This week’s home video releases are anchored by a documentary from the always-provocative Morgan Spurlock and an inventive drama starring Mel Gibson.
3 stars (out of four)
Rated PG-13 for mature thematic material, some disturbing content, sexuality and language including a drug reference
Available on: DVD and Blu-ray
Mel Gibson’s off-screen antics have tainted his public image, but it’s difficult to debate his talent. Whether he’s working behind the scenes as a director or basking in the spotlight, the results are always memorable.
In “The Beaver,” he offers an excellent portrayal of a down-and-out husband and father, and one wonders if he drew on personal woes to flesh out the role.
Walter Black (Gibson) is so depressed that he does little more than sleepwalk through his days. The situation has grown dire enough that his oldest son, Porter (Anton Yelchin), is terrified that he might become his dad; and Walter’s wife, Meredith (Jodie Foster), is disgusted enough to boot him out of the house.
Just when it seems there’s nowhere to go but down, Walter finds therapeutic help from a beaver puppet. Without explanation, he develops a persona for the puppet and insists that people speak to him using it as a surrogate.
The bizarre behavior leaves his family and co-workers at a loss, but they humor him, in large part because Walter has suddenly re-engaged with life. As a result, his relationship with Meredith and his youngest child improves, and his long-flailing business gets a lift. In an odd way, the beaver makes Walter the man he could no longer be on his own.
Foster, who directs as well as stars in the film, allows plenty of time for her characters to develop, and they feel genuine despite all the puppet play. The script, by Kyle Killen, is less authentic.
Although there is a lot to like in Killen’s work, the plotting takes odd turns along the way. Particularly baffling is the way people outside Walter’s inner circle react to his behavior. Going into detail would spoil twists, but it’s reasonable to say Walter gets an unbelievably warm reception. That’s a small complaint, however, especially considering the film’s many positives, not the least of which is Gibson’s gripping lead performance.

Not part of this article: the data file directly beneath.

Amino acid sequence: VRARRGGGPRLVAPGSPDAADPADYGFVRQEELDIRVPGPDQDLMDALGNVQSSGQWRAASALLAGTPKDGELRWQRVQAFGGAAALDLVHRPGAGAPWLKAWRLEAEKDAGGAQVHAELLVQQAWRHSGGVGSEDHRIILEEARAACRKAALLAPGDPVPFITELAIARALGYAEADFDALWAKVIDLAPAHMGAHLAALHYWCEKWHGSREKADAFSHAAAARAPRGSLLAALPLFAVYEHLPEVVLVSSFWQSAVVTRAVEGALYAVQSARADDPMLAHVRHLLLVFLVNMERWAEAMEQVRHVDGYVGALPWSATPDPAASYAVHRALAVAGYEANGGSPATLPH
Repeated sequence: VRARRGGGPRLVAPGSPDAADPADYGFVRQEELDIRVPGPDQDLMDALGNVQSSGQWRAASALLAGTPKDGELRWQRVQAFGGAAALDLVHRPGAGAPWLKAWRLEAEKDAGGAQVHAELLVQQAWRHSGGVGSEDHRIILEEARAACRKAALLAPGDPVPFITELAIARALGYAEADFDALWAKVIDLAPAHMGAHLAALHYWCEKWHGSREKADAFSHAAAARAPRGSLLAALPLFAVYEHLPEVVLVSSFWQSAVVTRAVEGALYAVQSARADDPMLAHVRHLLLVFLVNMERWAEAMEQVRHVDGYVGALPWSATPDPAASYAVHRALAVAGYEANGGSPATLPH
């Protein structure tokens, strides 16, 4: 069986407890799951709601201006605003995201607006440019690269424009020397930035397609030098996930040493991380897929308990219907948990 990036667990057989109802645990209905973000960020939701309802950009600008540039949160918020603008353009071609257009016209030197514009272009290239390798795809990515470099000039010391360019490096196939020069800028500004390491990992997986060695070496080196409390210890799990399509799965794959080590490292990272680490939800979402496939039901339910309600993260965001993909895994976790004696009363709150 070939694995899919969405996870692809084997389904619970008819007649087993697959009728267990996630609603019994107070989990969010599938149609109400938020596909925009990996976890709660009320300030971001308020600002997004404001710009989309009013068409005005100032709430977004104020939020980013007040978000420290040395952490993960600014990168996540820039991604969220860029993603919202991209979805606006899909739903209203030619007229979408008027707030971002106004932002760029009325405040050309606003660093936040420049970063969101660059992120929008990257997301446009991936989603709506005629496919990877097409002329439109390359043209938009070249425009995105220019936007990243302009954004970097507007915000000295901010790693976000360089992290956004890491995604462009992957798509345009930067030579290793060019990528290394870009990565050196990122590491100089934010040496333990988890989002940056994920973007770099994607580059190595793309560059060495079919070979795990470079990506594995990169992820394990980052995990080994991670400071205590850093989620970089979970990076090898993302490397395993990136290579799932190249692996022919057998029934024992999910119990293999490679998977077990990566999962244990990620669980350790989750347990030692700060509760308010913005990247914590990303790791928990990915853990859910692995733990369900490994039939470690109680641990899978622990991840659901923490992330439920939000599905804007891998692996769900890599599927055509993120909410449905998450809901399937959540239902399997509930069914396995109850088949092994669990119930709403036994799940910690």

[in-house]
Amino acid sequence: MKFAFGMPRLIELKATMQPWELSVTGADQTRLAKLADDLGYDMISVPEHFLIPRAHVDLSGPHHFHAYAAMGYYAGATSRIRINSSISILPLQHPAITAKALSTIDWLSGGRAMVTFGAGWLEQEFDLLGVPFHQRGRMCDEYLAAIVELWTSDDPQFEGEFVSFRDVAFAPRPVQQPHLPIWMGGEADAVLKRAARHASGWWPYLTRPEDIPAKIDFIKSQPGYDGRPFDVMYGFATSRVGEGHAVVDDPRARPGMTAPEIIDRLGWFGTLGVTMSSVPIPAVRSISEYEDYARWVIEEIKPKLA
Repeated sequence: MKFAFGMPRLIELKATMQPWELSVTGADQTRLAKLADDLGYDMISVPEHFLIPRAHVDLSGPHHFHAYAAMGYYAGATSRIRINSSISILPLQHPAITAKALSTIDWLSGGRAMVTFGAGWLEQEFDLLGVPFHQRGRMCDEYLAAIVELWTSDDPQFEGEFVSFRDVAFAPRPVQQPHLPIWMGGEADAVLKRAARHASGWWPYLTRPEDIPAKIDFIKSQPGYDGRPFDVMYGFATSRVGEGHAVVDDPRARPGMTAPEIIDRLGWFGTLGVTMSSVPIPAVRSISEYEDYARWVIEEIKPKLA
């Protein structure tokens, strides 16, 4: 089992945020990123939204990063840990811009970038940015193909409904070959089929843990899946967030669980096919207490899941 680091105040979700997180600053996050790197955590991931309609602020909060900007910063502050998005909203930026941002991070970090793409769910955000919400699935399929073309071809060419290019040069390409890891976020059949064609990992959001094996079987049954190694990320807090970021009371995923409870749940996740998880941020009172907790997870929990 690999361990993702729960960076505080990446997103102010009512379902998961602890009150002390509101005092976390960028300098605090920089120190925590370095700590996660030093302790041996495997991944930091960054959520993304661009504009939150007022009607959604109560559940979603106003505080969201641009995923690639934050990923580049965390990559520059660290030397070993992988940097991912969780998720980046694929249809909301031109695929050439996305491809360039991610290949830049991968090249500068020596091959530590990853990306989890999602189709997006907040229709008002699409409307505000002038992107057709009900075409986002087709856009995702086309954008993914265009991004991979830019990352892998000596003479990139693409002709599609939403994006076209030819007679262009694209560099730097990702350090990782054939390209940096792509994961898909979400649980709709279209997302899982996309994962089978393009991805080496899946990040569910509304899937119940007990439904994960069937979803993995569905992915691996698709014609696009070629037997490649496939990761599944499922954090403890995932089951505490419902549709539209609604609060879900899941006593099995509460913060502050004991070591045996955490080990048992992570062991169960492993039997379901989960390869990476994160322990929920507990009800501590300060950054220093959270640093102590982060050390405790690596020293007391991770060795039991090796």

DVD and Blu-ray extras include a making-of feature, deleted scenes and an audio commentary by Foster.
Pom Wonderful Presents: The Greatest Movie Ever Sold
Rated PG-13 for some language and sexual material
Available on: DVD and Blu-ray
Filmmaker Morgan Spurlock became a sensation in 2004 when “Super Size Me,” his comical condemnation of the fast food industry, became about as big as a documentary can. He’s yet to best that effort, but his follow-ups have all been worthwhile, primarily because Spurlock is such a likable screen personality.
In “Pom Wonderful Presents: The Greatest Movie Ever Sold” – yes, that’s the actual title – Spurlock takes a look at product placement in the film industry, and he does so by funding his picture with … product placement. That means viewers watch as Spurlock pitches advertisers on the idea of funding his venture.
Naturally, companies are skeptical, especially since they don’t know what Spurlock’s agenda is. Truth told, they had little to fear. Spurlock treats his advertisers with dignity, and they get their money’s worth. Pom Wonderful, the pomegranate juice seller that paid $1 million to become the title sponsor, is absolutely everywhere.
Spurlock deserves credit for bringing product placement to the spotlight. It’s an issue that few people talk about, yet it’s influence is tremendous. In movies and TV shows, everything from the cars appearing on screen to the beverages characters drink can be part of advertising deals. In other words, we’re watching commercials even though we think the commercials have played out.